Since I take a lot of pictures, I'm often asked for advice by people looking to buy a camera. Here's the general advice that I give them.
As with every equipment purchase, the item you settle on is the result of a number of trade-offs. You can therefore give up on getting the "perfect" camera. There will always be things that you won't be able to photograph, things that will be difficult to photograph and, hopefully, the vast bulk of things that are easy. The trick is to have the "bulk" overlap the things you are interested in photographing to as large an extent as is possible.
Instead of diving into the technology - you can do that elsewhere - what I hope to provide you with is a way to understand how to evaluate the technical features of a camera in terms of relevance for you.
First, in my mind, is the price. Money spent on a camera is money not spent on going where the interesting things are. If you ruin yourself on a Leica or Hasselblad, you won't be able to go to interesting places and take interesting pictures.
Second is the mobility. If you don't have the camera with you, you're not getting any photos. In general, people tend to overestimate their willingness to haul things around. It helps to think about a point-and-shoot as a big second cellphone, and a DSLR as a small backpack. Would you carry those things around everywhere you go?
Third comes the feature set, and here I can reassure you: In a given size and price class, all cameras are pretty much the same. Therefore, we can start small and cheap, and then add features until our wallets or backs hurt.
How to evaluate a feature then? Here's my method. I think about:
The number of photos that were ruined because I didn't have the feature.
The amount of time I could have saved if my current camera had the feature.
Salespeople will try to make you think about what you want to do, instead of what you actually do. Have you ever been in a situation similar to this: The salesperson asks you "do you want to do any low-light photography?", and at the same time, shows you some incredible low-light shots. Perfect framing, perfect composition, perfect subject. You haven't shot a single low-light picture in your whole life, but immediately you think "oh man, I want to take pictures like that so bad I'm going to die if I don't", and go "yes, sell me something that can do that!". Once you've been asked about nature photography, sports, landscape and macro - all of which rack up the price - you walk out of the camera store thinking that putting a cool $40,000 on a camera and ten times that on lenses is not just a good idea, it is vital to your survival. If you instead think about the number of shots you've missed due to poor low-light performance, you would have known that it is exceedingly rare and therefore not worth much money to you.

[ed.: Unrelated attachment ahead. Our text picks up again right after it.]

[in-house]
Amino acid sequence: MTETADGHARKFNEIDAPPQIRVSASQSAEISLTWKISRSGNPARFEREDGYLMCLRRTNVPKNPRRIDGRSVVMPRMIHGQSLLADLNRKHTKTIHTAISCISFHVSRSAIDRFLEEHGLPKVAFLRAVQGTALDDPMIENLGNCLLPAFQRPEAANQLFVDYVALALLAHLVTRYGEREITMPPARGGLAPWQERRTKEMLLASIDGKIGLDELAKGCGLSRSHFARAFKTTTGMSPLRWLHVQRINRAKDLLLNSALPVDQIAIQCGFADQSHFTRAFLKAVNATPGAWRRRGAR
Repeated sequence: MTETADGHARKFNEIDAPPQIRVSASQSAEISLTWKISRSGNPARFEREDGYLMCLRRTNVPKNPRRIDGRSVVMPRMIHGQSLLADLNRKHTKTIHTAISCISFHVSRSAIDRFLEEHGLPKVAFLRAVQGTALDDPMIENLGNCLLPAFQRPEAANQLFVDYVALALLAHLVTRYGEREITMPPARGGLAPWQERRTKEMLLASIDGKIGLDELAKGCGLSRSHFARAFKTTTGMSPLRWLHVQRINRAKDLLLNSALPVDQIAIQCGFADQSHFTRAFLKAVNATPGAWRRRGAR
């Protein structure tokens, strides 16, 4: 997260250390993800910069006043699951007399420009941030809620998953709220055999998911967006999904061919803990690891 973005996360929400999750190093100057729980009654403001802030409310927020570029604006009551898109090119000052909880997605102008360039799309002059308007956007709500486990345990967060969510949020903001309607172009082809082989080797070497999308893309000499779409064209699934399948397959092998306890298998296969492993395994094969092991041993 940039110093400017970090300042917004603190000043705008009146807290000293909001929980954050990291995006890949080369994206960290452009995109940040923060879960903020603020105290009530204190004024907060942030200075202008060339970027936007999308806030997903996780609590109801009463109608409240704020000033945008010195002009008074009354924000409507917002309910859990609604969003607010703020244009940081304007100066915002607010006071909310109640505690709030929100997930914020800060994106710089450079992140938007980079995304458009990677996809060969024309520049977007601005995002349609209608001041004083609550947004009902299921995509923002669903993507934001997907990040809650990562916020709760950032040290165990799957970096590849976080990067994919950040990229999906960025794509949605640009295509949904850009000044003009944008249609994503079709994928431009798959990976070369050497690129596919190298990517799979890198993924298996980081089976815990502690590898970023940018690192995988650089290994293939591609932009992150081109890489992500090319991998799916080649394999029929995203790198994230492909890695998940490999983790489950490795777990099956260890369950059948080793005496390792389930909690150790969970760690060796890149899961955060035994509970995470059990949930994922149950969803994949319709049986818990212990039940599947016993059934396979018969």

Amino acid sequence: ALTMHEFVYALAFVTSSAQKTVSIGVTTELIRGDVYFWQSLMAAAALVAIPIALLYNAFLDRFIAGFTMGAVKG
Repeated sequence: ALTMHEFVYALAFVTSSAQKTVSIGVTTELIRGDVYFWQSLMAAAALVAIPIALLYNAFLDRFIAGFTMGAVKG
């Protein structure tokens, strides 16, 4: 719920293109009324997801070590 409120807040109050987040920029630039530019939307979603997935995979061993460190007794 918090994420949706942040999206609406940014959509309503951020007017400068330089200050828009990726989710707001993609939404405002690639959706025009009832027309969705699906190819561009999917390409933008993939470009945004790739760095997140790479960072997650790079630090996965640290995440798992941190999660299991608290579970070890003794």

On the other hand, if you really do a lot of low-light shots, then you'll remember every single shot that turned out bad because of the small sensor or slow lens you used. Plus, you'll know exactly what you need - faster lens or different camera - to fix it.
To illustrate the second point, I'll use myself as an example. I used to have a Casio EX-Z850 point and shoot. It was great, but the lens was a 37mm equivalent and I just love wide-angle photos. At first I used Hugin, a panoramic stiching program, to make wide-angle shots from a set of component images. The results were good, but every photo took about half an hour to an hour to process, and I never really knew if it would turn out well in the end. When the camera broke, I thought I'd take the plunge and get a DSLR. I knew I could get a Nikon D40 for about $400 on sale and a Sigma 10-20mm lens for about $600. Together, they'd cut the per-shot time from 45 minutes to, well, nothing. At the same time, $1000 was worth it in my mind, and the D40 small enough that I knew I'd be able to carry it around. So I went for it, and ended up really happy.
The point here is that I knew exactly which feature I wanted: The ability to attach a 10mm lens. I knew what I was willing to pay, and I knew I was willing to lug around a D40.
So to summarize: Unless you really, really know otherwise, assume that you'll do the same kind of photography you do now. Then focus on how the new camera will make that kind of work easier.
Update 2010-12-09: I have written a couple of follow-ups about this. They're all filed with the label Buying a Camera.